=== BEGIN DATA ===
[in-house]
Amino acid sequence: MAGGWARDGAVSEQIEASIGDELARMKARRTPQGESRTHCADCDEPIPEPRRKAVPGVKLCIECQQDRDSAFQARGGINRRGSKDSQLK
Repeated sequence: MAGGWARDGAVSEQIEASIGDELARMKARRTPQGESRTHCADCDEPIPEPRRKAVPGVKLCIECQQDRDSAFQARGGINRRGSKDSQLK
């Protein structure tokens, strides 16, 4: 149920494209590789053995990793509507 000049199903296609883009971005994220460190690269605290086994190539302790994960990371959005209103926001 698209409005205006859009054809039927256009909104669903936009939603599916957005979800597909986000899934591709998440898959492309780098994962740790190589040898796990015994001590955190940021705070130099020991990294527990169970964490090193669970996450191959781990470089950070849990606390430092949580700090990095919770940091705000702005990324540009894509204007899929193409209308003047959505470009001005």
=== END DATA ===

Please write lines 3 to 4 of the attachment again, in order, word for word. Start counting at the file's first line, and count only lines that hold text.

Repeated sequence: MAGGWARDGAVSEQIEASIGDELARMKARRTPQGESRTHCADCDEPIPEPRRKAVPGVKLCIECQQDRDSAFQARGGINRRGSKDSQLK
């Protein structure tokens, strides 16, 4: 149920494209590789053995990793509507 000049199903296609883009971005994220460190690269605290086994190539302790994960990371959005209103926001 698209409005205006859009054809039927256009909104669903936009939603599916957005979800597909986000899934591709998440898959492309780098994962740790190589040898796990015994001590955190940021705070130099020991990294527990169970964490090193669970996450191959781990470089950070849990606390430092949580700090990095919770940091705000702005990324540009894509204007899929193409209308003047959505470009001005």